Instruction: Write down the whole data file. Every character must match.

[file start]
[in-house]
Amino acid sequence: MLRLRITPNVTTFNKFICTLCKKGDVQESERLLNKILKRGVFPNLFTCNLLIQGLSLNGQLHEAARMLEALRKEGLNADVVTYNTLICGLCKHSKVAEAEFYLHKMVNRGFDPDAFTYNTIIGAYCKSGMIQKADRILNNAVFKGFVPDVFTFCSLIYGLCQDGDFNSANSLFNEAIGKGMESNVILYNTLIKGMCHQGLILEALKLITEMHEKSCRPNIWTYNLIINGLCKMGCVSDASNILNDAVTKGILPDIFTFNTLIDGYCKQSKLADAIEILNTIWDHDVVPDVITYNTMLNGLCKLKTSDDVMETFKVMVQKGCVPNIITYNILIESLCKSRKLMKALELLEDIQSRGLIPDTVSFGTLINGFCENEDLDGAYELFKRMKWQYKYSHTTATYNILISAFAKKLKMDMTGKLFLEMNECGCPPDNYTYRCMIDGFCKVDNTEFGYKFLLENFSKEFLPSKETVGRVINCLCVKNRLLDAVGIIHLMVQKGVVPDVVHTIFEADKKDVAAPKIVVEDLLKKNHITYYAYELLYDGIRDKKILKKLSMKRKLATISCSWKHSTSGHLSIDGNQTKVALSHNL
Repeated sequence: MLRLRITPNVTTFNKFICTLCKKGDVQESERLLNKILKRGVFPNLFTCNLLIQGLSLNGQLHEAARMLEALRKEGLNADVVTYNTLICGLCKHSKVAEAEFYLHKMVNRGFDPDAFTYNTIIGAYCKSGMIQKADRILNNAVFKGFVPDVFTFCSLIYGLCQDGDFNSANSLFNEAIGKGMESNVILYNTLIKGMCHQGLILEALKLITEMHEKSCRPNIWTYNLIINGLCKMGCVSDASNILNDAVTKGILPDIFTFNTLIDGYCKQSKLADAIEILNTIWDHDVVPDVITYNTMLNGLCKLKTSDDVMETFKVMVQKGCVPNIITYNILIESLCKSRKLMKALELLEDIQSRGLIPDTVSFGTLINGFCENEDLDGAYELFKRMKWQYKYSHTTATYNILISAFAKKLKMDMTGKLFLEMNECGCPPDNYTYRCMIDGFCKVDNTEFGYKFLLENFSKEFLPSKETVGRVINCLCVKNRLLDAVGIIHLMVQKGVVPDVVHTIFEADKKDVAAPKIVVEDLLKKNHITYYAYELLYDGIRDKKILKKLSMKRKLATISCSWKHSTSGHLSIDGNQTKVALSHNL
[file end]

[in-house]
Amino acid sequence: MLRLRITPNVTTFNKFICTLCKKGDVQESERLLNKILKRGVFPNLFTCNLLIQGLSLNGQLHEAARMLEALRKEGLNADVVTYNTLICGLCKHSKVAEAEFYLHKMVNRGFDPDAFTYNTIIGAYCKSGMIQKADRILNNAVFKGFVPDVFTFCSLIYGLCQDGDFNSANSLFNEAIGKGMESNVILYNTLIKGMCHQGLILEALKLITEMHEKSCRPNIWTYNLIINGLCKMGCVSDASNILNDAVTKGILPDIFTFNTLIDGYCKQSKLADAIEILNTIWDHDVVPDVITYNTMLNGLCKLKTSDDVMETFKVMVQKGCVPNIITYNILIESLCKSRKLMKALELLEDIQSRGLIPDTVSFGTLINGFCENEDLDGAYELFKRMKWQYKYSHTTATYNILISAFAKKLKMDMTGKLFLEMNECGCPPDNYTYRCMIDGFCKVDNTEFGYKFLLENFSKEFLPSKETVGRVINCLCVKNRLLDAVGIIHLMVQKGVVPDVVHTIFEADKKDVAAPKIVVEDLLKKNHITYYAYELLYDGIRDKKILKKLSMKRKLATISCSWKHSTSGHLSIDGNQTKVALSHNL
Repeated sequence: MLRLRITPNVTTFNKFICTLCKKGDVQESERLLNKILKRGVFPNLFTCNLLIQGLSLNGQLHEAARMLEALRKEGLNADVVTYNTLICGLCKHSKVAEAEFYLHKMVNRGFDPDAFTYNTIIGAYCKSGMIQKADRILNNAVFKGFVPDVFTFCSLIYGLCQDGDFNSANSLFNEAIGKGMESNVILYNTLIKGMCHQGLILEALKLITEMHEKSCRPNIWTYNLIINGLCKMGCVSDASNILNDAVTKGILPDIFTFNTLIDGYCKQSKLADAIEILNTIWDHDVVPDVITYNTMLNGLCKLKTSDDVMETFKVMVQKGCVPNIITYNILIESLCKSRKLMKALELLEDIQSRGLIPDTVSFGTLINGFCENEDLDGAYELFKRMKWQYKYSHTTATYNILISAFAKKLKMDMTGKLFLEMNECGCPPDNYTYRCMIDGFCKVDNTEFGYKFLLENFSKEFLPSKETVGRVINCLCVKNRLLDAVGIIHLMVQKGVVPDVVHTIFEADKKDVAAPKIVVEDLLKKNHITYYAYELLYDGIRDKKILKKLSMKRKLATISCSWKHSTSGHLSIDGNQTKVALSHNL